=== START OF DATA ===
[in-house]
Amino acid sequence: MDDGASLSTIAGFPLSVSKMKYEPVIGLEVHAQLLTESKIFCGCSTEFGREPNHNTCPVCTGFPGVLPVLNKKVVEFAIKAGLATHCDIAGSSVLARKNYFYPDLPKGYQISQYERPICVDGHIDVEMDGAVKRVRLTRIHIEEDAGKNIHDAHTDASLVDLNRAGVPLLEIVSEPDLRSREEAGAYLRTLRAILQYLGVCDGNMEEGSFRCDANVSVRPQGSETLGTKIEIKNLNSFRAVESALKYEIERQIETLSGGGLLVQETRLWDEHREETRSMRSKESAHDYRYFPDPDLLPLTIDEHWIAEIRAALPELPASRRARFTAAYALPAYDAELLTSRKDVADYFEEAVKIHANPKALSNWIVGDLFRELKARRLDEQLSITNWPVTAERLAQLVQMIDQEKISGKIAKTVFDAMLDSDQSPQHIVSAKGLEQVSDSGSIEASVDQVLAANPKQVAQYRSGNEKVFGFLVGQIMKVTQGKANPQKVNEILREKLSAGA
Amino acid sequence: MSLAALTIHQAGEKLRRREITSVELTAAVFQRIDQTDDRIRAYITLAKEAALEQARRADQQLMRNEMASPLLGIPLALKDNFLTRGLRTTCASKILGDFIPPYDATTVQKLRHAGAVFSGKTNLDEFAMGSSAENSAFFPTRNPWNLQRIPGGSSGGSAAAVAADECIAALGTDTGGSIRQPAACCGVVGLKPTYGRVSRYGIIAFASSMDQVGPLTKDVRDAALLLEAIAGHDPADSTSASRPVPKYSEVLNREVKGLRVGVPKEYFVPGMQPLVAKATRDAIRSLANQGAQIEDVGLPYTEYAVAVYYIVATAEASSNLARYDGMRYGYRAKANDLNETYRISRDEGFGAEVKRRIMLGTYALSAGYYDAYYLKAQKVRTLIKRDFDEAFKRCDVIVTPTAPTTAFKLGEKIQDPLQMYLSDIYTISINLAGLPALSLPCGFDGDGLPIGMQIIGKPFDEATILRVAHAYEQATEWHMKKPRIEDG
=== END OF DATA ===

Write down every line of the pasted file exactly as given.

[in-house]
Amino acid sequence: MDDGASLSTIAGFPLSVSKMKYEPVIGLEVHAQLLTESKIFCGCSTEFGREPNHNTCPVCTGFPGVLPVLNKKVVEFAIKAGLATHCDIAGSSVLARKNYFYPDLPKGYQISQYERPICVDGHIDVEMDGAVKRVRLTRIHIEEDAGKNIHDAHTDASLVDLNRAGVPLLEIVSEPDLRSREEAGAYLRTLRAILQYLGVCDGNMEEGSFRCDANVSVRPQGSETLGTKIEIKNLNSFRAVESALKYEIERQIETLSGGGLLVQETRLWDEHREETRSMRSKESAHDYRYFPDPDLLPLTIDEHWIAEIRAALPELPASRRARFTAAYALPAYDAELLTSRKDVADYFEEAVKIHANPKALSNWIVGDLFRELKARRLDEQLSITNWPVTAERLAQLVQMIDQEKISGKIAKTVFDAMLDSDQSPQHIVSAKGLEQVSDSGSIEASVDQVLAANPKQVAQYRSGNEKVFGFLVGQIMKVTQGKANPQKVNEILREKLSAGA
Amino acid sequence: MSLAALTIHQAGEKLRRREITSVELTAAVFQRIDQTDDRIRAYITLAKEAALEQARRADQQLMRNEMASPLLGIPLALKDNFLTRGLRTTCASKILGDFIPPYDATTVQKLRHAGAVFSGKTNLDEFAMGSSAENSAFFPTRNPWNLQRIPGGSSGGSAAAVAADECIAALGTDTGGSIRQPAACCGVVGLKPTYGRVSRYGIIAFASSMDQVGPLTKDVRDAALLLEAIAGHDPADSTSASRPVPKYSEVLNREVKGLRVGVPKEYFVPGMQPLVAKATRDAIRSLANQGAQIEDVGLPYTEYAVAVYYIVATAEASSNLARYDGMRYGYRAKANDLNETYRISRDEGFGAEVKRRIMLGTYALSAGYYDAYYLKAQKVRTLIKRDFDEAFKRCDVIVTPTAPTTAFKLGEKIQDPLQMYLSDIYTISINLAGLPALSLPCGFDGDGLPIGMQIIGKPFDEATILRVAHAYEQATEWHMKKPRIEDG